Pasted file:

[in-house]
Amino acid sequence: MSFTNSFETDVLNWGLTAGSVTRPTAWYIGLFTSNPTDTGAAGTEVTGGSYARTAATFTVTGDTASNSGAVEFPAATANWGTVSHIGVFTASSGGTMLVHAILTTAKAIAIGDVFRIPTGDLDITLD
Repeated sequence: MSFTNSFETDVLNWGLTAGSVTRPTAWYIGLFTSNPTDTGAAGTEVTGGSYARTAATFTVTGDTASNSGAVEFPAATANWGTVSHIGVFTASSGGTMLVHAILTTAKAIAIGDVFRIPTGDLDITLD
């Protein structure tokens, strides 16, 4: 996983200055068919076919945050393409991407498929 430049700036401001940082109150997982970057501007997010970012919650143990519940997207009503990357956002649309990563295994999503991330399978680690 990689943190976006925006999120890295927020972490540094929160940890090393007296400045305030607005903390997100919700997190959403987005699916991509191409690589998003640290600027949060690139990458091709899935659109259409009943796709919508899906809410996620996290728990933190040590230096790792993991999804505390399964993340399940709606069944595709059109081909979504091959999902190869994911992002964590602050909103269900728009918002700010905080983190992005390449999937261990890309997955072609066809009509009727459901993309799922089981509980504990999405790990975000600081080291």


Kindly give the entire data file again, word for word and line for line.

[in-house]
Amino acid sequence: MSFTNSFETDVLNWGLTAGSVTRPTAWYIGLFTSNPTDTGAAGTEVTGGSYARTAATFTVTGDTASNSGAVEFPAATANWGTVSHIGVFTASSGGTMLVHAILTTAKAIAIGDVFRIPTGDLDITLD
Repeated sequence: MSFTNSFETDVLNWGLTAGSVTRPTAWYIGLFTSNPTDTGAAGTEVTGGSYARTAATFTVTGDTASNSGAVEFPAATANWGTVSHIGVFTASSGGTMLVHAILTTAKAIAIGDVFRIPTGDLDITLD
């Protein structure tokens, strides 16, 4: 996983200055068919076919945050393409991407498929 430049700036401001940082109150997982970057501007997010970012919650143990519940997207009503990357956002649309990563295994999503991330399978680690 990689943190976006925006999120890295927020972490540094929160940890090393007296400045305030607005903390997100919700997190959403987005699916991509191409690589998003640290600027949060690139990458091709899935659109259409009943796709919508899906809410996620996290728990933190040590230096790792993991999804505390399964993340399940709606069944595709059109081909979504091959999902190869994911992002964590602050909103269900728009918002700010905080983190992005390449999937261990890309997955072609066809009509009727459901993309799922089981509980504990999405790990975000600081080291």